Encapsulation in TCP/IP

NetBIOS is often described as a "Session Layer" protocol and a variety of transport systems have been used in different implementations. Particularly because NetBIOS is a non-routable protocol, it has often been implemented using other routable protocols to provide the transport.

It has traditionally been the NetBIOS API that has been the "standard". In most implementations (certainly NetBIOS over TCP/IP and NetBIOS over IPX), encapsulation has been implemented to ensure that higher level protocols (such as SMB) can run over the encapsulated protocol in the same way as they would run over NetBIOS Frames Protocol, NBF (otherwise known as NetBEUI or NetBIOS). Thus it is important to understand the NetBIOS Frames Protocol, NBF in order to understand the various encapsulation implementations.

RFC1001 and RFC1002

The suite of protocols known as "TCP/IP" is perhaps the best know protocol suite. Currently most systems use IP version 4; the next generation of IP, IPv6 has not yet widely replaced IP version 4. These protocols are well documented in "Request for Comments" (RFCs) and there are many books available on the subject.

NetBIOS can be carried over TCP/IP (v4) networks. The relevant RFCs describing NetBIOS on a TCP and UDP foundation are:

RFC 1001

Protocol standard for a NetBIOS service on a TCP/UDP transport: concepts and methods

RFC 1002

Protocol standard for a NetBIOS service on a TCP/UDP transport: detailed specifications

The protocol standards described in the above RFCs are designed to preserve existing NetBIOS services, utilize existing standards and minimize new developments. The standards proposed also aimed to be robust and efficient while not necessarily requiring central management or many additional facilities to run.

Within this system NetBIOS names are aligned with the Domain Name Service (DNS). A "NetBIOS Scope" is defined as a population of computers through out which a NetBIOS name is known. Because many non-intersecting NetBIOS Scopes may exist on an internetwork, each NetBIOS scope has a "scope identifier"; this is a string that is in a DNS compatible format. This can be thought of as a pseudo sub-domain containing all the NetBIOS names in a given Scope.

NetBIOS names are strings of 16 bytes with few restrictions; NetBIOS names can and often do contain characters that are illegal in DNS names such as spaces, underscores and other non-alphanumeric characters. DNS names may only contain alphanumeric characters, hyphens and stops. An encoding scheme is used to represent the 16 byte NetBIOS names as a 32 character string to which a stop and then the scope identifier is appended to form a DNS name. Each name needs to be registered for use with an IP address.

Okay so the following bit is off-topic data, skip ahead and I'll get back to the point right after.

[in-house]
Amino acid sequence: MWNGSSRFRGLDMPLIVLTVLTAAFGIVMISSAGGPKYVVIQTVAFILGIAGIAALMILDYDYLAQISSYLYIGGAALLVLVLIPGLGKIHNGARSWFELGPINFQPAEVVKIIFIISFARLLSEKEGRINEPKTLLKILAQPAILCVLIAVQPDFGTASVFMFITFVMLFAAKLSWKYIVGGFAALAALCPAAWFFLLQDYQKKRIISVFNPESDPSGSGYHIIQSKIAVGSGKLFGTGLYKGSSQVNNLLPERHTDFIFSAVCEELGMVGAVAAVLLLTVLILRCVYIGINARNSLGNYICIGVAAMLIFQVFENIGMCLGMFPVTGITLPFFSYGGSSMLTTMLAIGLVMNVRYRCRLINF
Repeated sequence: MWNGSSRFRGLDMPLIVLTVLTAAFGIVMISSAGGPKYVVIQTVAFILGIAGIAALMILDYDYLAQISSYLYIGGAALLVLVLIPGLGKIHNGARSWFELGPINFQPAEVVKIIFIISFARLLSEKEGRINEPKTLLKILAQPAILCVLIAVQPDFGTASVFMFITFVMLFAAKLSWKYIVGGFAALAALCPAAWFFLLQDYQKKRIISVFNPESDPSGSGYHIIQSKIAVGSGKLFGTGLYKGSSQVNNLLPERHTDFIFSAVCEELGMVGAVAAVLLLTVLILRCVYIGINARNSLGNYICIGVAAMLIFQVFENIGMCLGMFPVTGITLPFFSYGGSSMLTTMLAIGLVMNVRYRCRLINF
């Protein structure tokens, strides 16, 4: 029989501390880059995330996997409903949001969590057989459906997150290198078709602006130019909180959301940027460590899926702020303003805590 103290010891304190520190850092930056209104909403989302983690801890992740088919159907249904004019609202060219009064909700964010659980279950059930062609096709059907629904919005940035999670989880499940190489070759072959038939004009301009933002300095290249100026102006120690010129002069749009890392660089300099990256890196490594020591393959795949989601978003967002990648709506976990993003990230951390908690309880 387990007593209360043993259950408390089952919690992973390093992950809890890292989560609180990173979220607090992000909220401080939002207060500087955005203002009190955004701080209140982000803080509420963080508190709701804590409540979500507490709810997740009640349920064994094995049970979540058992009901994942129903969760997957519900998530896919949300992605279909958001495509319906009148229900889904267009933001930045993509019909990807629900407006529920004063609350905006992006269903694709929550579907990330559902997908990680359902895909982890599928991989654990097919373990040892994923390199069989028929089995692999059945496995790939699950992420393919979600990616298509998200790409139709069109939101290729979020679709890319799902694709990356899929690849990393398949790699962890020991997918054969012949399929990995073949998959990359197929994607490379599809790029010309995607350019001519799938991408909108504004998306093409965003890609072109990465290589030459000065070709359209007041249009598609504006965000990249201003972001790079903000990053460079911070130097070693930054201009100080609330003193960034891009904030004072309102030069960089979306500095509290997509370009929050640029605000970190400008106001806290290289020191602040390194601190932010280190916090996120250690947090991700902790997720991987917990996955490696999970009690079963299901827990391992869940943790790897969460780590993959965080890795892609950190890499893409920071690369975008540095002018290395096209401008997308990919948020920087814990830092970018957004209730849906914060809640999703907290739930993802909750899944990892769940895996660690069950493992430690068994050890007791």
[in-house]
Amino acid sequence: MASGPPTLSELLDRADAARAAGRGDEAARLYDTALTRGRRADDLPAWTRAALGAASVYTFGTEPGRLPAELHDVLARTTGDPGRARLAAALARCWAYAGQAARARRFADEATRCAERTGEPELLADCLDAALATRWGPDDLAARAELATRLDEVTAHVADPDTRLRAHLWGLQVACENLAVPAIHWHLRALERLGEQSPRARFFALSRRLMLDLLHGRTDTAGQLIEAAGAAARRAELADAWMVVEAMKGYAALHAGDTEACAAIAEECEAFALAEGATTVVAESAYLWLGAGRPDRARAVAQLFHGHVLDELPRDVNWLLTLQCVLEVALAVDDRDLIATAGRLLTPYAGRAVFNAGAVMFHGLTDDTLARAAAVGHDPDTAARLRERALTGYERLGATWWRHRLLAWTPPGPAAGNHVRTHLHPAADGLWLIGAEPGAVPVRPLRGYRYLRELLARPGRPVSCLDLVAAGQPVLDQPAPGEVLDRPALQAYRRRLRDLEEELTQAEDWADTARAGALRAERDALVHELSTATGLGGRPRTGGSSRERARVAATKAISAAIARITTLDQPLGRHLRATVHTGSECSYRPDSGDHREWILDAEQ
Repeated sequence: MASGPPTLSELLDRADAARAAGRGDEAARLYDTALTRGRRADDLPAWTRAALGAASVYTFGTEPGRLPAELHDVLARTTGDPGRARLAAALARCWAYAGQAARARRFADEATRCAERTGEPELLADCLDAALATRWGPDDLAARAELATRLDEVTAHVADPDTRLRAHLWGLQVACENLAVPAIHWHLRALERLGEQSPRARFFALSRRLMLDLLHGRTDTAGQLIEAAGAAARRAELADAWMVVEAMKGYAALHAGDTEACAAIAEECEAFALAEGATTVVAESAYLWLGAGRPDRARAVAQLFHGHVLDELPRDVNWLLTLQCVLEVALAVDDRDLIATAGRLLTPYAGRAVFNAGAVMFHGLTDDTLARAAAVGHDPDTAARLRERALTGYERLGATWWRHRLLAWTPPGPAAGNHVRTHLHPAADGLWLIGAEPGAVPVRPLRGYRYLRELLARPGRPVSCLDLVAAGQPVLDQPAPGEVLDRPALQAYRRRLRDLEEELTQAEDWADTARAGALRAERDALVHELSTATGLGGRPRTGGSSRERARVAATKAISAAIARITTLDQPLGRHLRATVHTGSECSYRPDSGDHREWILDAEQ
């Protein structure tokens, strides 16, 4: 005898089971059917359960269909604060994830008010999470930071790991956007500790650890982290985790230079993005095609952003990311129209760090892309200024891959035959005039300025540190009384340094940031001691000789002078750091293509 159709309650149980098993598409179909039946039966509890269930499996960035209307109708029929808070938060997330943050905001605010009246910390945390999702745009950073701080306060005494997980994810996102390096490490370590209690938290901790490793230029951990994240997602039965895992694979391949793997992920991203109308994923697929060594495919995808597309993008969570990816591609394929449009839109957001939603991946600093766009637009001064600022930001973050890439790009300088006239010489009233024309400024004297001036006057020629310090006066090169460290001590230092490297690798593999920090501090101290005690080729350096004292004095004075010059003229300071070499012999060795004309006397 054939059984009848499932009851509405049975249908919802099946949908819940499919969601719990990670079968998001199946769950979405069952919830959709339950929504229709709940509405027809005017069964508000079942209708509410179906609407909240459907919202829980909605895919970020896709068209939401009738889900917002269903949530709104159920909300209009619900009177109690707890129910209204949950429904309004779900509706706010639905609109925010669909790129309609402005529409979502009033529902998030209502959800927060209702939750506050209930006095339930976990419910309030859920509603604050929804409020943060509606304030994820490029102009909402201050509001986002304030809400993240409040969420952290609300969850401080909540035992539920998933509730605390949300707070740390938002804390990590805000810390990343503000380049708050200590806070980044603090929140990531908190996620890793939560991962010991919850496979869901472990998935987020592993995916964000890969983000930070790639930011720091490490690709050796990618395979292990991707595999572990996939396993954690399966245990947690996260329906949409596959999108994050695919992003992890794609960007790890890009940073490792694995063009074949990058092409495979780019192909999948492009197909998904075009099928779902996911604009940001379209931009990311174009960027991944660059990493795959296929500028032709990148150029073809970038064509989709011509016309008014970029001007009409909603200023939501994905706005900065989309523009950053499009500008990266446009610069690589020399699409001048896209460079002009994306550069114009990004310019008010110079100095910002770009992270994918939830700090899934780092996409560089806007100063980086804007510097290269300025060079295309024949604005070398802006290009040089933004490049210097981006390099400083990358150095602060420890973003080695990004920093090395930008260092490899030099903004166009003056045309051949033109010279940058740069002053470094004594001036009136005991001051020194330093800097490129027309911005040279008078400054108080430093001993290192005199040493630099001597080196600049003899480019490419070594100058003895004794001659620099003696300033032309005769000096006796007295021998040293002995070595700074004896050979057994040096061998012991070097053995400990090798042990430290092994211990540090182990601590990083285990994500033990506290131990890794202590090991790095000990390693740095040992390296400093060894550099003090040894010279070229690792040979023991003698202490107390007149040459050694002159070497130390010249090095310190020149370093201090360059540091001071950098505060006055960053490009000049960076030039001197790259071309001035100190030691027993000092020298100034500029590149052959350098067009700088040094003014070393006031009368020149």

There are two servers defined which may be implemented with NetBIOS on a TCP/UDP transport: The NetBIOS Name Server (NBNS) and the NetBIOS Datagram Distribution Server (NBDD).

The NBNS can be configured to work in a variety of ways either acting simply as a bulletin board where systems can register names, or completely managing names and addresses. Several NBNS system can be configured to work together to provide a distributed service.

Since multicasting and broadcasting are not widely implemented on internets, the NBDD service provides this function. Datagrams to be sent to individual nodes or broadcast, can be sent to the NBDD which will forward the datagram to the target node or nodes.

Systems implementing NetBIOS on a TCP/UDP transport, other than NBNS and NBDS servers, are known as "End-Nodes". Two distinct types of "End-Node" are defined: Broadcast nodes ("B" nodes) and Point-to-point nodes ("P" nodes). Broadcast nodes ("B" nodes) communicate using a combination of UDP datagrams and TCP connections. "B" nodes can function within a broadcast area which is a single MAC-bridged LAN. Point-to-point nodes communicate exclusively by directed UDP datagrams and TCP sessions. "P" nodes depend upon NBNS servers to register their name to IP address mappings and discover the names of other End-Nodes.

Two further kinds of End-Node are used with NetBIOS on a TCP/UDP transport: RFC 1001 defines Mixed mode nodes ("M" nodes) as "P" nodes with "B" node characteristics. "M" nodes use NBNS and NBDD servers, but may continue to function if these servers are temporarily unavailable. An "M" node typically performs functions as a "B" node and then as a "P" node if necessary. Hybrid nodes ("H" nodes) are not defined in RFC 1001 and have not been standardized; these are mixed nodes similar to "M" nodes but function broadly in the opposite manner to "M" nodes. "H" nodes function as a "P" node first and then as a "B" node.

NetBIOS on a TCP/UDP transport provides the standard NetBIOS services: Adapter Status Transactions, NetBIOS Session Service and NetBIOS Datagram Service.

Details of packet formats are given in RFC 1002.

The following UDP and TCP port numbers are used with NetBIOS on a TCP/UDP transport:

Table 1. UDP and TCP port numbers are used with NetBIOS

Service UDP Port TCP Port
Name Service 137 137
Session Service   139
Datagram Service 138  

There are several implementations of NetBIOS on a TCP/UDP transport. A free implementation is "SAMBA" which is available for various Unix platforms and non-Unix platforms. Further information about "SAMBA" can be obtained from the "SAMBA" Web page:


The product can be obtained from the above web site, which is also a useful source of information.